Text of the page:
Ottawa, May 31, 2022 – Real gross domestic product (GDP) is set to rise in Canada 4.0 per cent in 2022 with slightly more subdued gains in 2023 of 3.3 per cent amid a myriad of domestic and global factors according to new research from The Conference Board of Canada. Saskatchewan and Alberta are projected to lead GDP growth in Canada this year, driven by the energy sector and other key commodities that have all been affected to some extent by Russia’s invasion of Ukraine.
“The growth in consumer spending will begin to slow as interest costs impact borrowers’ wallets but continuing high employment and a strong tailwind for wage growth will keep Canada’s economy moving forward,” said Ted Mallett, Director, Economic Forecasting, The Conference Board of Canada. “Trade disruptions brought by the Russian invasion of Ukraine and COVID’s resurgence in China has sent prices soaring, creating a domino effect on consumer inflation.”
Saskatchewan’s economy had shrunk 0.3 per cent in 2021, almost entirely due to a devastating drought that limited output in the agricultural sector, however The Conference Board of Canada anticipates a significant recovery in 2022 with GDP volumes to grow 7.9 per cent. Although agricultural yields will be below average, soaring wheat prices have led to an increase in seeded area on farms.
Following a significant contraction in 2020, The Conference Board of Canada forecasts Alberta’s GDP to grow 6.6 per cent in 2021 and 4.7 per cent in 2023. The oil and gas sector is anticipated to play a major role in the province’s growth, however, there are mitigating factors that could constrain its potential. Alberta is also set to see major investment in petrochemical manufacturing, with construction of three major facilities set to begin over the next two years.
Newfoundland and Labrador’s economy grew by 1.2 per cent last year. The Conference Board of Canada forecasts GDP growth to moderate further at just 0.1 per cent this year but followed by a strong 4.2 per cent rebound in 2023. Newfoundland and Labrador’s slow growth is in large part due to challenges in the oil and gas sector, as new drilling activities at Hibernia are suspended until 2022 and production at the Terra Nova site will only restart towards the end of the year.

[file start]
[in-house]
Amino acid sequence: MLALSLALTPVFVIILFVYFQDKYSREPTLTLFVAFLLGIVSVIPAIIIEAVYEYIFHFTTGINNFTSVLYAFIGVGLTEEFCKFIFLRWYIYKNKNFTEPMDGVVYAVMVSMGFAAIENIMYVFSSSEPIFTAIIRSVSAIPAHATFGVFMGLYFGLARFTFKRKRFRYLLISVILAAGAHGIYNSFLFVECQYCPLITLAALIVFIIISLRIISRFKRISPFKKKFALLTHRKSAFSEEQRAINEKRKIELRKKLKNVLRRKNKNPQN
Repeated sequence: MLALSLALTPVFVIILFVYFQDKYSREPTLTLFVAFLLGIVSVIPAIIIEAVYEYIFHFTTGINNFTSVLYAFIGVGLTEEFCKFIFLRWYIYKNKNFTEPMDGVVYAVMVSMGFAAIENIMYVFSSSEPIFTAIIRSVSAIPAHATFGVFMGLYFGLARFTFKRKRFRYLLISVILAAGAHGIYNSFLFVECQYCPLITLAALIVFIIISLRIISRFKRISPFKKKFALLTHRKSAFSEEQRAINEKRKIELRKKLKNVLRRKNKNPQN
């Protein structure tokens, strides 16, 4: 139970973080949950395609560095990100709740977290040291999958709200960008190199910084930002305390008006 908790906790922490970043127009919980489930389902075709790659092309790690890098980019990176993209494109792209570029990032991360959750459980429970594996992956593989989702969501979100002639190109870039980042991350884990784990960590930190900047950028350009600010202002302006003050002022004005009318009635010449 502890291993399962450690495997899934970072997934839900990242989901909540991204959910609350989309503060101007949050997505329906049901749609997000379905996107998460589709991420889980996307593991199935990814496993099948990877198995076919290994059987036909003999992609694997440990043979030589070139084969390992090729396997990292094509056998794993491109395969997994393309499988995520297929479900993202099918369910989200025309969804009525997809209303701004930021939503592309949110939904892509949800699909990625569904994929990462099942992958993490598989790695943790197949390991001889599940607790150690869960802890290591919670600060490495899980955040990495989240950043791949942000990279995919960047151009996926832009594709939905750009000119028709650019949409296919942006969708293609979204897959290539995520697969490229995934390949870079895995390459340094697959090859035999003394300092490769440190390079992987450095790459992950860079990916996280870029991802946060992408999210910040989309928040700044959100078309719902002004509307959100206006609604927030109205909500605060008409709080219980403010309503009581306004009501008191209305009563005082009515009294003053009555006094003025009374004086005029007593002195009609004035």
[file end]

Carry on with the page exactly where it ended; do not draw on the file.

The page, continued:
Despite ongoing risks, there is reason for optimism in Ontario’s economy as GDP is forecast to expand 4.0 per cent this year and 3.2 per cent in 2023. This is partly due to the outlined infrastructure spending in the most recent provincial budget, which over the next decade will bring $25.1 billion to support the planning and construction of highway expansion.
Quebec’s pandemic-related restrictions that prevented several service industries from mounting a full recovery in 2021 have now mostly been lifted, which should help to drive growth in industries such as hospitality, transportation and warehousing. As a result, real GDP growth is expected to grow 3.4 per cent in 2022 and a further 2.6 per cent in 2023.
Despite growing by just 1.2 per cent in 2021, The Conference Board of Canada expects Manitoba’s real GDP to be in much better shape over the next two years. Spurred by a return to growth in the resource sector, increases in manufacturing, and a major jump in transportation and warehousing will see Manitoba’s real GDP grow by 5.4 per cent in 2022, followed by another good year of 2.9 per cent growth in 2023.
British Columbia’s labour market recovery has been among the swiftest in Canada but is now suffering from this success as severe worker shortages have become an impediment to growth. Worker shortages bode poorly for the housing sector. Housing starts are projected to fall by 18.9 per cent in 2022 and 5.6 per cent in 2023. Despite this, The Conference Board of Canada forecasts B.C.’s real GDP to grow by 3.1 per cent in 2022 and 3.0 per cent in 2023.
Consumer price index (CPI) inflation continues to increase and be a major challenge in Prince Edward Island. In March, inflation in the province was running at an annual rate of 8.9 per cent, while the national average was 6.7 per cent. Despite this, The Conference Board of Canada forecasts that P.E.I.’s economy will continue its path of recovery with a GDP growth of 3.6 per cent in 2022 followed by a slightly slower pace of 3.0 per cent in 2023.
Nova Scotia’s economic recovery from the pandemic will continue, with real GDP expected to expand 2.7 per cent this year and 2.4 per cent in 2023. The province removed all remaining COVID-19 restrictions in March, which is expected to boost the service industry, particularly tourism, which has lagged in recovery and should return to pre-pandemic levels by next year. The seafood processing sector will also enjoy stronger demand as indoor dining returns, although exports to Europe may be affected by the Russian–Ukraine war.
The Conference Board of Canada forecasts New Brunswick’s economy to grow 2.3 per cent this year and 2.2 per cent in 2023. Impressive gains in total population, a strong outlook for retails sales, and recoveries in the labour market will all contribute to the province’s economic growth this year. New Brunswick’s CPI rose 3.8 per cent in 2021 and we expect it to rise even further this year, jumping 5.7 per cent, led by higher prices for commodities, food, shelter, and transportation.
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